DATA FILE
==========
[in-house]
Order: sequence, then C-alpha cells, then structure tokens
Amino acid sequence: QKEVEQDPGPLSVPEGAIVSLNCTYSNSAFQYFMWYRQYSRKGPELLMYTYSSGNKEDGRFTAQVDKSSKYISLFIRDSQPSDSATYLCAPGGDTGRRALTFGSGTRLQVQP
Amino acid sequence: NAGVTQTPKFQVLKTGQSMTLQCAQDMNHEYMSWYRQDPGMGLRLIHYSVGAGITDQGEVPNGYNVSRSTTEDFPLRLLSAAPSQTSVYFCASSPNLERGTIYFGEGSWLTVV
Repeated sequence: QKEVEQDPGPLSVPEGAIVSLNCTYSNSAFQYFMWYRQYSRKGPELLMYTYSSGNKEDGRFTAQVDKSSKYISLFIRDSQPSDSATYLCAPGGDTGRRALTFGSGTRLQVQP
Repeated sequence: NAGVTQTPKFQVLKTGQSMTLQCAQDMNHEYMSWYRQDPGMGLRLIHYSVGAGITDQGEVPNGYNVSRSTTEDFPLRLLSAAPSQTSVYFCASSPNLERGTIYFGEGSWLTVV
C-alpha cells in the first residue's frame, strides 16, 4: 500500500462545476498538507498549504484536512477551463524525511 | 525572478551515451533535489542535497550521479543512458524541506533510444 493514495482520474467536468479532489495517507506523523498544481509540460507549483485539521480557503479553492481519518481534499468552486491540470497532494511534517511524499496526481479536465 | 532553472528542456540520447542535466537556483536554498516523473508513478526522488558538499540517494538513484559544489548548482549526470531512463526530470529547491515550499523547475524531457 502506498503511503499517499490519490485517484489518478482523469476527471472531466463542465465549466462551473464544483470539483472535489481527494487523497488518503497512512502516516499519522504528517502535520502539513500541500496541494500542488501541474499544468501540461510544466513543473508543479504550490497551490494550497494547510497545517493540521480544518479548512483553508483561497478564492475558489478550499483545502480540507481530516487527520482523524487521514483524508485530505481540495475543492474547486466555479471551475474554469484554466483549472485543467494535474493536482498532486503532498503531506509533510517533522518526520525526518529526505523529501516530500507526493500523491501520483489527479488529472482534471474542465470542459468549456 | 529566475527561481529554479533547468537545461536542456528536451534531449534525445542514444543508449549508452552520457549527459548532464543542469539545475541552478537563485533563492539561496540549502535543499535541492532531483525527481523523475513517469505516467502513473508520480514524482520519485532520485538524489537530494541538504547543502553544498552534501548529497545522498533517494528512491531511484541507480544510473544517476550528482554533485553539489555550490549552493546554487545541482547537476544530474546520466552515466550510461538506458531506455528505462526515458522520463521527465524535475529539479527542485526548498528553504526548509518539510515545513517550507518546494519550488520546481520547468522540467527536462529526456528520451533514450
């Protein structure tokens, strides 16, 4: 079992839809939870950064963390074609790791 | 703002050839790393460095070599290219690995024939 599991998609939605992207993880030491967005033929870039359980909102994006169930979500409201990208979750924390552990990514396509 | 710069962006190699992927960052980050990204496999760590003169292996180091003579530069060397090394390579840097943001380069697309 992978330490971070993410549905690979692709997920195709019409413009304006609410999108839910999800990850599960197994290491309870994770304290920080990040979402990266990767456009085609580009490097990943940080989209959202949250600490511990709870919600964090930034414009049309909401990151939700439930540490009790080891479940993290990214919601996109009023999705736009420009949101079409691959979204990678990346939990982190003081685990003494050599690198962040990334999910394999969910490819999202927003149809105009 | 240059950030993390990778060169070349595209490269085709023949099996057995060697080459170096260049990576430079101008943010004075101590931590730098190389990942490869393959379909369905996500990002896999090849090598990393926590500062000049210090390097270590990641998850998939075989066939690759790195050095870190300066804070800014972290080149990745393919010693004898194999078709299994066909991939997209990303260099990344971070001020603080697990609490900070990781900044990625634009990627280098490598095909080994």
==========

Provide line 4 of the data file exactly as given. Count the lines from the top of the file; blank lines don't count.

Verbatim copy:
Amino acid sequence: NAGVTQTPKFQVLKTGQSMTLQCAQDMNHEYMSWYRQDPGMGLRLIHYSVGAGITDQGEVPNGYNVSRSTTEDFPLRLLSAAPSQTSVYFCASSPNLERGTIYFGEGSWLTVV